The following is a summary of “Continuous Glucose Monitoring in Primary Care: Understanding and Supporting Clinicians’ Use to Enhance Diabetes Care” published in the November 2022 issue of Family Medicine by Oser et al.
Around 34 million Americans have diabetes, and many fail to meet their glycemic goals. Better health outcomes are seen in persons with diabetes who use continuous glucose monitoring (CGM). However, it is uncertain how widespread the adoption of CGM is in primary care settings, where most persons with diabetes receive their care. Researchers analyzed CGM prescribing habits and resource needs among primary care practitioners in the United States using a cross-sectional web-based survey.
Descriptive statistics and multivariate regression were used to investigate factors related to prescription habits, attitudes toward prescribing CGM, and the resources required to use CGM in primary care. Clinicians located more than 40 miles from the nearest endocrinologist’s office were more likely to have prescribed CGM and expressed a greater propensity to prescribe CGM in the future than those placed within 10 miles of an endocrinologist. In addition, doctors who treated more Medicare patients had better attitudes toward future prescribing and higher confidence in utilizing CGM to control diabetes than clinicians with lower Medicare patient volumes.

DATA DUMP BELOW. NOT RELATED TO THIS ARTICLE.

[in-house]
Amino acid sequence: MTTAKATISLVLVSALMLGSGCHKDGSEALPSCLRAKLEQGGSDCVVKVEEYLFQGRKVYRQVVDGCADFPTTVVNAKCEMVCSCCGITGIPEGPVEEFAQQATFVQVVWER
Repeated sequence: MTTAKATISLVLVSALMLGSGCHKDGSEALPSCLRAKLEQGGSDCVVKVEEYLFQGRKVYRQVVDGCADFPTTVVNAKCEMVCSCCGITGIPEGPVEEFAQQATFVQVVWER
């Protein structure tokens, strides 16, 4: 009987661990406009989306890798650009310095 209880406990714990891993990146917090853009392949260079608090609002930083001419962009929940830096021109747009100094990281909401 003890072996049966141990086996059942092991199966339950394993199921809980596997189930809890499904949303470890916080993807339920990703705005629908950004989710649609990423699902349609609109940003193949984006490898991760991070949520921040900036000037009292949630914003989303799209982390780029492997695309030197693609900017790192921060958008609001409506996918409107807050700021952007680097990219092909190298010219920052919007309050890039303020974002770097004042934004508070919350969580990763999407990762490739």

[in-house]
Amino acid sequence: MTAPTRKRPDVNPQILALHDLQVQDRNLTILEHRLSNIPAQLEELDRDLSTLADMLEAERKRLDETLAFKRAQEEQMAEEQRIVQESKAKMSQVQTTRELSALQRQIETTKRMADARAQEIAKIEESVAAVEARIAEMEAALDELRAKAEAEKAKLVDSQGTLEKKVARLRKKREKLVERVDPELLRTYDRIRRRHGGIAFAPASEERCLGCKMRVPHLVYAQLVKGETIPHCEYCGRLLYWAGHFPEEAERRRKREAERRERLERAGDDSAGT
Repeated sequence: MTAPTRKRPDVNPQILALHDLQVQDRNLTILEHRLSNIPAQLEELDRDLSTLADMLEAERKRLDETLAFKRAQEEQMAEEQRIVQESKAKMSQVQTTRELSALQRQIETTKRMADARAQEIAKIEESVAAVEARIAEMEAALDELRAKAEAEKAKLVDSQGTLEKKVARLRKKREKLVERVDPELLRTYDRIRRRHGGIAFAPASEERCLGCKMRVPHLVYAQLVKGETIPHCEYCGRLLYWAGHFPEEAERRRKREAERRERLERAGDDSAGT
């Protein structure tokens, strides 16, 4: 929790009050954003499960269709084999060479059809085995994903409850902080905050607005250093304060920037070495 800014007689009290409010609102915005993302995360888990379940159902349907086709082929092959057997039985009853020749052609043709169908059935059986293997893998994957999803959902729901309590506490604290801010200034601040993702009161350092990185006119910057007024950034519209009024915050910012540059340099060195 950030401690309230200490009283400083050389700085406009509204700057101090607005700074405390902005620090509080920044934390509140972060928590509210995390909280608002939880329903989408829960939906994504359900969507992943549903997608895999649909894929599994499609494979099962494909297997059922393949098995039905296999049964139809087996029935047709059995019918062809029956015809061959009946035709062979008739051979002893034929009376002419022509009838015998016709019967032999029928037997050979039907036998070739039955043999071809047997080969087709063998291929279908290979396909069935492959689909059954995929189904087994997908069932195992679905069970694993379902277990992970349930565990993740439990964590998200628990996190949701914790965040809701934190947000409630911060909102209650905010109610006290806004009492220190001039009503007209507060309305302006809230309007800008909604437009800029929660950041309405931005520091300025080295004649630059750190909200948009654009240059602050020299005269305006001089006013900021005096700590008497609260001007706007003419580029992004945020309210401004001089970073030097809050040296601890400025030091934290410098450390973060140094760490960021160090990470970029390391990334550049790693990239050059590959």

The most-needed resources to facilitate CGM use in primary care were guidance on insurance difficulties and CGM training. Many primary care physicians would like to offer CGM to their diabetic patients but often lack the necessary funding. Workshops and guidance on insurance difficulties can help facilitate CGM use among residents, new grads, and practices without access to an endocrinologist in the area. Continued expansion of Medicare and Medicaid coverage for CGM can potentially encourage CGM use in primary care.